SAN DIEGO—There is a vital need for capital right now in the commercial real estate industry; specifically by firms that might have gotten overlevered during the era of cheap money and now have a looming refi to handle. Some of these deals may be hairy but still have great potential in the long run.
Enter the latest generation of alternative lenders and debt funds, which are more flexible and unconstrained in terms of the structure of the loans, according to panelists during a session at the recent Mortgage Bankers Association CREF 2023 conference and expo here in San Diego.
“The lines are blurred … and all non-bank lending has a foot in the debt fund business,” explained panelist Drew Fung, managing director and fund portfolio manager of debt at Clarion Partners.
For investors, there is a risk but the savvy ones can handle it in exchange for the attractive risk-adjusted return, added Bryan McDonnell, head of US Debt and chair of global debt at PGIM Real Estate.
Currently, real estate debt comes with yields that stretch from high single digits to lower double ones, representing “an attractive source of relatively stable income from a portfolio construction perspective,” according to a report by Hodes Weill.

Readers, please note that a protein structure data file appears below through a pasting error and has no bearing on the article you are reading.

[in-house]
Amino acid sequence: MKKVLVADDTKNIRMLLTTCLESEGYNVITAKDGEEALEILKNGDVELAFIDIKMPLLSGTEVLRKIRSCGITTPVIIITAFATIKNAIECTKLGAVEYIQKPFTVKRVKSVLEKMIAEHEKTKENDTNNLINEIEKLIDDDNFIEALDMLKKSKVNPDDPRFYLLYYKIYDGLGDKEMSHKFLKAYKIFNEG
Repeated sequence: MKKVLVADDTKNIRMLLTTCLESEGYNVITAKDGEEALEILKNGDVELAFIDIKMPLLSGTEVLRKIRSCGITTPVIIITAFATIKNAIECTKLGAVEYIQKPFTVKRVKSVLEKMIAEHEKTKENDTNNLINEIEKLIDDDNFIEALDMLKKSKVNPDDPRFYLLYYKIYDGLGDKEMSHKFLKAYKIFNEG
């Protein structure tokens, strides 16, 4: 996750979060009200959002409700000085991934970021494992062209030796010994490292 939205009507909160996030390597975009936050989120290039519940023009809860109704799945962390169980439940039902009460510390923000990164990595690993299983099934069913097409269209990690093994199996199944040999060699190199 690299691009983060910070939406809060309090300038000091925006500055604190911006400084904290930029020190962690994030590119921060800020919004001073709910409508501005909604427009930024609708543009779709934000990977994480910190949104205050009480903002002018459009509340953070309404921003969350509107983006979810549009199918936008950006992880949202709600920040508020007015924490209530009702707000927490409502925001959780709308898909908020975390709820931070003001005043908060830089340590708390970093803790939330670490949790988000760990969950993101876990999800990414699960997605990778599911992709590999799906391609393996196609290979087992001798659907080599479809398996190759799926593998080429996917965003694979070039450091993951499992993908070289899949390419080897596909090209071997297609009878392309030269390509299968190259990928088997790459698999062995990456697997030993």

The flexibility of some of these funds has allowed “creative ways to bring money to a transaction,” said panelist Christopher LaBianca, managing director of UBS. “It is about filling holes in the product sweep or fill holes.”
Not that borrowers are guaranteed to be able to create a capital stack that completely fits their needs.
What makes alternative lending challenging, McDonnell explained, is that each firm you go to will have a different structure to it.
Click the below stories to see already posted coverage of the MBA CREF 23 event and stay tuned for more coverage on GlobeSt.com.
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